Cigarettes and toys head EU customs seizures last year

Customs authorities across the EU seized 5m more counterfeit items in 2015 than the previous year, intercepting almost 41m articles.

That represents a 15 per cent increase on the number of items seized in 2014, according to new figures released today by the European Commission, which says the total value of goods seized also swelled from €617m to €642m.

As in prior years, cigarettes were the top category in terms of the number of articles seized, accounting for 27 per cent of the total, with toys also featuring highly at 9 per cent, just behind a catch-all 'other goods' category at 10 per cent. Labels, tags and stickers entered the top five with 8% of the total, while foodstuffs came in at 7 per cent.

Worryingly, everyday products which could be dangerous to the health and safety of consumers - such as food and beverages, toiletries, medicines, toys and household electrical goods - accounts jointly for more than a quarter of the total.

Once again, China was the main originating country for counterfeit goods (41 per cent of the total), but drilling down into the data reveals a number of 'hot spots' for certain product categories.

Benin was the originating country for a large amount of foodstuffs, while Mexico was the top source for counterfeit alcoholic beverages and Morocco for other beverages, says the EC report.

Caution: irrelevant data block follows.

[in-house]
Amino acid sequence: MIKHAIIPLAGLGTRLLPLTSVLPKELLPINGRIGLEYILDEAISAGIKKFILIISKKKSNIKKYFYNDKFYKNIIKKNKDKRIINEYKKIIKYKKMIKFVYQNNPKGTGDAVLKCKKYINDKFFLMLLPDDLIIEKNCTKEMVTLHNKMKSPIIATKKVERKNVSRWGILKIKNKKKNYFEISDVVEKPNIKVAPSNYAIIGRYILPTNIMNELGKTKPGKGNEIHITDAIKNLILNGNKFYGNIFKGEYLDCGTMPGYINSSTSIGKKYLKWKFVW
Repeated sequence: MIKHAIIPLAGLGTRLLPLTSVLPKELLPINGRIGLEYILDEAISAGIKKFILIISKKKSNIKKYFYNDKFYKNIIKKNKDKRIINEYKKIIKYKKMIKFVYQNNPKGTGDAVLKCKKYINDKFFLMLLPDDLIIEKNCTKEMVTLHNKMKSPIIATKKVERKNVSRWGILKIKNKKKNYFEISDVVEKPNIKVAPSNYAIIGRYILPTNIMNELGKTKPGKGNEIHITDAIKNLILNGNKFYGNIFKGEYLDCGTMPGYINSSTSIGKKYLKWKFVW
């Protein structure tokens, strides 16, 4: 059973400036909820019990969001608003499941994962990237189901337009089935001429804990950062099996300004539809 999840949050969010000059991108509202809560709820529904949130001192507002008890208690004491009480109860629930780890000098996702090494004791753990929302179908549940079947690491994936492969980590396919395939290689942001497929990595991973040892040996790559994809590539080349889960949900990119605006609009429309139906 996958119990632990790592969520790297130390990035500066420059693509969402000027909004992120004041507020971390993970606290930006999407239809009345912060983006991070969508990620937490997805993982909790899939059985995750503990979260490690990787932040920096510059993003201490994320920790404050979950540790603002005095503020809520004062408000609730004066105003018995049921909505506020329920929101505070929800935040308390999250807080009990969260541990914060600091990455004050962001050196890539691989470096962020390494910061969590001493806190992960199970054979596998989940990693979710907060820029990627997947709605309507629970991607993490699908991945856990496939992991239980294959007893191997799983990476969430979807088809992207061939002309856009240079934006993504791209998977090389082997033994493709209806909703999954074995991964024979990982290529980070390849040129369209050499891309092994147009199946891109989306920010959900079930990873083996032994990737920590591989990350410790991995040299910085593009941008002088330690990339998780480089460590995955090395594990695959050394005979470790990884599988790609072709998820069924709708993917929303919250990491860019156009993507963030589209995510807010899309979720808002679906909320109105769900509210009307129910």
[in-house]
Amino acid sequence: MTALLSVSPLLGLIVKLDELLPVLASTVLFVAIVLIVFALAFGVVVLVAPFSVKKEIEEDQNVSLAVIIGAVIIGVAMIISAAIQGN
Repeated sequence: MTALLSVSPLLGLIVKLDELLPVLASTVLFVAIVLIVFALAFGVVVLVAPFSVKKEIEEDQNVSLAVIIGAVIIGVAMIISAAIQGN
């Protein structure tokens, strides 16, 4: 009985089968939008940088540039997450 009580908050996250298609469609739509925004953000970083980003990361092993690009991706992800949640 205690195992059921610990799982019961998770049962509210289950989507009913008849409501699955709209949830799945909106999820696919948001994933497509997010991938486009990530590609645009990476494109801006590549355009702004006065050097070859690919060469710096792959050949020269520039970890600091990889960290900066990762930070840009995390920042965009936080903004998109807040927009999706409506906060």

Meanwhile, Malaysia was in the lead for toiletries, Turkey for clothing, and Hong Kong for counterfeit mobile phones and accessories, memory cards, computer equipment, CDs and DVDs and lighters. Montenegro took pole position on counterfeit cigarettes, while India topped the list for fake medicines.

There were large increases in seizures compared to 2014 for foodstuffs, other body care items, sunglasses, handbags, ink cartridges and toners, vehicles accessories, office stationery, lighters, labels and packaging material. A significant decrease was seen for alcoholic and non-alcoholic beverages, other shoes, jewellery, CD/DVDs, other tobacco products and medicines, says the report.

Pierre Moscovici, Commissioner for Economic and Financial Affairs, Taxation and Customs, said: "The criminal activity which swamps our internal market with fake and illegal products shows no sign of abating."

"The Commission will continue to work with customs authorities, international partners and industry to ensure a high level of protection for intellectual property rights in the EU."

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